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rated 0 times [  9] [ 0]  / answers: 1 / hits: 3198  / 1 Year ago, tue, november 22, 2022, 9:06:02

I have a folder that has more than 500 videos and the folder's size is about 80 GB.


I want to move 30GB of the videos to another folder, but how?


I'm using terminal and can't install a GUI.


More From » command-line

 Answers
6

Unselectively(automatically)


I don't know of a single command-line tool that can do this ... But, you can use a script to move files until a certain total size has been moved e.g. like this(Run the script only once ... If you run it again it will move the specified size again from the remaining files):


#!/bin/bash

sourc_dir="/path/to/directory" # Set the path to the source directory "no trailing /"
dest_dir="/path/to/directory" # Set the path to the destination directory "no trailing /"
move_size="30" # Set the total size of files to move in Gigabytes

# Don't edit below this line
move_size=$(( move_size * 1000000 ))
current_size=$(du -sk "$sourc_dir" | awk '{printf "%d", $1}')
remaining_size=$(( current_size - move_size ))

for f in "$sourc_dir"/*; do
[ -f "$f" ] || continue
new_size=$(du -sk "$sourc_dir" | awk '{printf "%d", $1}')
(( new_size <= remaining_size )) && exit
mv -n -- "$f" "$dest_dir"/
done

Or even a one-liner(no script-file needed) that you can run in the terminal e.g. like so:


for f in /path/to/source/*; do [ -f "$f" ] || continue; (( size >= (30*(1000**3)) )) && break || (( size += $(stat --printf "%s" "$f") ))  && mv -n -- "$f" /path/to/destination/; done

You might want to unset size to be able to rerun it in the same shell instance.


Selectively(manually)


You can always specify a shell pattern or pipe from a search tool based on filenames, sizes, types ... etc.


Or, more conveniently, you can use a console-based file-manager that supports multiple file selection like e.g. the well known and feature rich GNU Midnight Commander that is available from the Ubuntu official repositories and can be installed like so:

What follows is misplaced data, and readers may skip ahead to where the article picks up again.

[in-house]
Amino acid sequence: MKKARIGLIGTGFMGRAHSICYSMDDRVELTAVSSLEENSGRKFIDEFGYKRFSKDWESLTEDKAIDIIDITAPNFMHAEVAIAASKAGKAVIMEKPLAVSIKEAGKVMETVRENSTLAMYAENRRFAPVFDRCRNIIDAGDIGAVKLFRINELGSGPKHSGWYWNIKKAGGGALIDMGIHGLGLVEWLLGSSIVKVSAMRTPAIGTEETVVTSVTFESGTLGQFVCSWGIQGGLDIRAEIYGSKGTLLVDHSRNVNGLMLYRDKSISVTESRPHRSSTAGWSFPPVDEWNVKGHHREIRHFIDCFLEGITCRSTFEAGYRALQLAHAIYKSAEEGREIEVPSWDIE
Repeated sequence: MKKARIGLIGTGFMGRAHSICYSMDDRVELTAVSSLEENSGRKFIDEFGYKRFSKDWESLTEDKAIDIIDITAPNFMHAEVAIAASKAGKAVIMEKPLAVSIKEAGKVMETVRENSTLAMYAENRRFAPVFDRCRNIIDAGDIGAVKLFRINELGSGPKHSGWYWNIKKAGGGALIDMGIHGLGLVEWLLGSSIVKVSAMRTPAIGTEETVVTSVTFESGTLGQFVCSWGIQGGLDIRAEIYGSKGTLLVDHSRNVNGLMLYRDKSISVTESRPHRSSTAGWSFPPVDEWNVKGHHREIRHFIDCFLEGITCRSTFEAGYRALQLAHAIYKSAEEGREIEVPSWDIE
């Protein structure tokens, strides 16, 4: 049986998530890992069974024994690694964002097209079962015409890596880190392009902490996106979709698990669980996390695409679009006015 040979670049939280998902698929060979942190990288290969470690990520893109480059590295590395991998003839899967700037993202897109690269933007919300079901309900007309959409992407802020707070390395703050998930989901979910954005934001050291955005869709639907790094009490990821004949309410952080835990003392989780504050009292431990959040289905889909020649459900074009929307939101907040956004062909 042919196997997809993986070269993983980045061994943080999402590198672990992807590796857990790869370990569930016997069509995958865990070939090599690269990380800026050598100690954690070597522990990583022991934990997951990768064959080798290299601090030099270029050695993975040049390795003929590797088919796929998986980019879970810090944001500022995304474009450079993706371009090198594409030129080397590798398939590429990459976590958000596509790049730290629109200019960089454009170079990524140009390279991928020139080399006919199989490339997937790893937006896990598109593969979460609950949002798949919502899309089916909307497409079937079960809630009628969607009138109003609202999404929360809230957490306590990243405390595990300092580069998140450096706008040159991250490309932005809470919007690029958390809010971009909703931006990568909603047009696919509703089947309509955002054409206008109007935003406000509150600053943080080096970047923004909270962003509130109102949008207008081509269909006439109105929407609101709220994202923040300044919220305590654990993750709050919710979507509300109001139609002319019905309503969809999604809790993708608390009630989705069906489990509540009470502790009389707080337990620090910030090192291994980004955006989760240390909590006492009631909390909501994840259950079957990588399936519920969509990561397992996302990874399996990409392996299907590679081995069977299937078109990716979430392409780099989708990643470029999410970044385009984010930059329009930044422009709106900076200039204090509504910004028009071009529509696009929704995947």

sudo apt install mc

and to run it type mc and hit Enter ... You'll then be presented with a navigable UI where you can use the Insert keyboard key to select multiple files ... You will be able to see the total size of the selected files and their count in real time like so:


enter image description here


Once you have finished selecting all the files you want to move, hit the F6 keyboard key to open the move/rename dialog and enter the destination directory then choose [< OK >] to move the selected files at once like so:


enter image description here


Or even the less known with less features fff (Fucking Fast File-Manager) :-) ... That is interestingly written in bash ... Although it supports multiple file selection, you might need to customize it a bit to be able to see total selected files size e.g. as a quick patch, you can change line 159 in the source fff file from this:


local mark_ui="[${#marked_files[@]}] selected (${file_program
  • }) [p] ->"

  • to this:


    local mark_ui="[${#marked_files[@]}] $(for f in "${marked_files[@]}"; do (( tsize += $(stat --printf "%s" "$f") )); done; tsize=$((tsize/(1000**2))); printf '[%d M]' "$tsize";) selected (${file_program[*]}) [p] ->"

    Then you can simply run that file like so(No installation needed):


    bash fff

    Or view help on usage like so:


    bash fff -h

    Then all you have to do is simply navigate to your source directory and start selecting files to move with the m(lower case) keyboard key like so:


    enter image description here


    When finished selecting files, navigate to the destination directory and move the previously selected files to it by hitting the p(lower case) keyboard key.


    [#43] Thursday, November 24, 2022, 1 Year  [reply] [flag answer]
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    jectedrin

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